Zorro Dog

Zorro is one of those chi/JRT mixes who manages to capture the best parts of both breeds with very little of the bad. One of those traits is his love of vertical take-offs and landings. He can, when inspired, jump higher than my shoulder, and while that may not sound like much since I’m only five feet tall (exactly), he’s only 7.5 INCHES tall.

He likes to jump up and down from our bed, which is fairly high, as we have a thick box spring on the frame, and a pillow-top mattress on top of that. There’s a chest at the foot of the bed that makes a good step, and sometimes we find him curled up on top of it, but he almost never uses it to get up or down.

A couple of days ago, he fell off the bed, and I thought I heard a dog-bone sort of pop, but he didn’t squawk or anything, though he did begin to limp on that leg, a leg where he already has a problem knee. The limping continued, with no signs of pain when I manipulated the leg or hip, and I began to wonder if my dog was just acting out for attention. (He affected a limp when the pet sitter was here last Christmas.) He’s also got a stage six heart murmur, so when limping was accompanied by his dry hacking cough for the past two nights, despite drugging him like crazy, we went to the vet.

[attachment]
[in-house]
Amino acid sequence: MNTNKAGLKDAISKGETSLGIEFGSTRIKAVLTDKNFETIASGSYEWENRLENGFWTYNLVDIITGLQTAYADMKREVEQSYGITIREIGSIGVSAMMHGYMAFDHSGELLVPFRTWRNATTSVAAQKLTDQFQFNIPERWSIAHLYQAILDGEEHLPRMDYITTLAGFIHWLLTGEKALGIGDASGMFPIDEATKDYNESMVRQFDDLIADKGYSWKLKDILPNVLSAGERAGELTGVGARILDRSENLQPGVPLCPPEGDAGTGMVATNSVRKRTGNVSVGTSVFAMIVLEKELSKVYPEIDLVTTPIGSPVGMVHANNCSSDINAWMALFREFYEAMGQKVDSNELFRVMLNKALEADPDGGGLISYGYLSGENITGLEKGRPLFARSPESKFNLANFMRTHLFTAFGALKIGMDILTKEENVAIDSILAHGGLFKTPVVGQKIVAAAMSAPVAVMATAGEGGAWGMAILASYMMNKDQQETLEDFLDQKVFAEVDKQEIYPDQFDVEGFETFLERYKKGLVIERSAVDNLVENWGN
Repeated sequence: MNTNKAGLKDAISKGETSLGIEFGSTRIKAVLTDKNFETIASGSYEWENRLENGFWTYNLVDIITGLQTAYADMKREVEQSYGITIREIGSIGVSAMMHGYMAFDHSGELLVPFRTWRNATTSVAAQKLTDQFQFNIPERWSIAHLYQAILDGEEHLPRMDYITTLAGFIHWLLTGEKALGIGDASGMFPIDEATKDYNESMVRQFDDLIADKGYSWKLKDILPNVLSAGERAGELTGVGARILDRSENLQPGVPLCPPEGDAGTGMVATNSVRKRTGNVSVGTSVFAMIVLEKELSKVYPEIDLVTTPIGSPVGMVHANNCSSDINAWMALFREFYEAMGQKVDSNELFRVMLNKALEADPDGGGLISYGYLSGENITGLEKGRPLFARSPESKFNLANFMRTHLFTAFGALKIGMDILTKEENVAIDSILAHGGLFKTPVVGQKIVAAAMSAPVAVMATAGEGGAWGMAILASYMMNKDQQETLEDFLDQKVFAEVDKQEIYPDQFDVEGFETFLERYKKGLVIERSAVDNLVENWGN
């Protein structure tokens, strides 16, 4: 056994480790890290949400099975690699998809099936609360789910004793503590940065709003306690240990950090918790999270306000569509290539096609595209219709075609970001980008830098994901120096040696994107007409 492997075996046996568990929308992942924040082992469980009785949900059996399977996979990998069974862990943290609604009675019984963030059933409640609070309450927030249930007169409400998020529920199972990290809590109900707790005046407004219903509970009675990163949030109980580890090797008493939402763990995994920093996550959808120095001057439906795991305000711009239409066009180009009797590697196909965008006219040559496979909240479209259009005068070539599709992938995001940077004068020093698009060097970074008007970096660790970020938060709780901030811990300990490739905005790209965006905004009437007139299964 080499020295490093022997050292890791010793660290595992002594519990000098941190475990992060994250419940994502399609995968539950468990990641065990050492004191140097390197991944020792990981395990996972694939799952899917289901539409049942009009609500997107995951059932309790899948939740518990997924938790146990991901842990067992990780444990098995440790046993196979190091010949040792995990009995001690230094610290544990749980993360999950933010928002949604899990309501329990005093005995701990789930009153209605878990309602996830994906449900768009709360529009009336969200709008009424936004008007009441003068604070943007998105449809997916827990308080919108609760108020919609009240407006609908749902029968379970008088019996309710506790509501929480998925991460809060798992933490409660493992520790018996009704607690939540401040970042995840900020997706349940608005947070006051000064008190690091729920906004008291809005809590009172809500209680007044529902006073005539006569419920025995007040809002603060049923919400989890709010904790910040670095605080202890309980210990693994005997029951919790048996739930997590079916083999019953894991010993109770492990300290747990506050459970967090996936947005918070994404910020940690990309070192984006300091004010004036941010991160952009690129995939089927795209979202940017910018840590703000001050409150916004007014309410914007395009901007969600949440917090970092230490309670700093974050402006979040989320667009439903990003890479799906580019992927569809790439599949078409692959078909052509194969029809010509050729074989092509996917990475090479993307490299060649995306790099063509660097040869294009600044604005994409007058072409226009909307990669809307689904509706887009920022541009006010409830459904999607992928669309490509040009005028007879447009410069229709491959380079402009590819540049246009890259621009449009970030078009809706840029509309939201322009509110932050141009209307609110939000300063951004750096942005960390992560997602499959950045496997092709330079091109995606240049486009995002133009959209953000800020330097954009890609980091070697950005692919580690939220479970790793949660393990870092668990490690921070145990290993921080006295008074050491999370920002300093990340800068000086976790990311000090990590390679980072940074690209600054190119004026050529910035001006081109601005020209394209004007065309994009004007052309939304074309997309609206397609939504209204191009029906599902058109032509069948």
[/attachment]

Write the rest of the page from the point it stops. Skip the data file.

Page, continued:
Here’s the result:
His heart is marginally worse (it’s enlarged, but it has been for a while). His blood pressure is a little high, but not dangerously slow. He’s at his higher summer weight (9 pounds) because it’s been too hot for walkies (108 today). The cough, the vet thinks, is allergies/cold/irritation, and rather than give us more cough meds, he wants us to try benadryl.

His leg, OTOP (on the other paw) is not so good. He basically blew out the ACL on the side with the bad knee. There’s a surgical fix, of course, but because of Zorro’s heart condition, the vet advises against anything invasive, especially since anesthesia would be required. They are uncertain it is worth the risk putting a 14-year-old dog through that.

So, we have canine narcotics (tramadol – it’s $1 / pill, and we have 15, but that’s a 60 day supply for a dog this small), and we’ve been told to keep him still as much as possible but that there will be a degree of healing, though we should expect that he’ll always run on three legs, even when he begins walking on four again.

The people who were leaving as we came in had one dog in a trauma collar, and had just put down their other, and were in tears.

We got off with drugs and a $140 bill.
We were lucky.

CC BY-NC-ND 4.0 Zorro Dog by Melissa Bartell is licensed under a Creative Commons Attribution-NonCommercial-NoDerivatives 4.0 International License.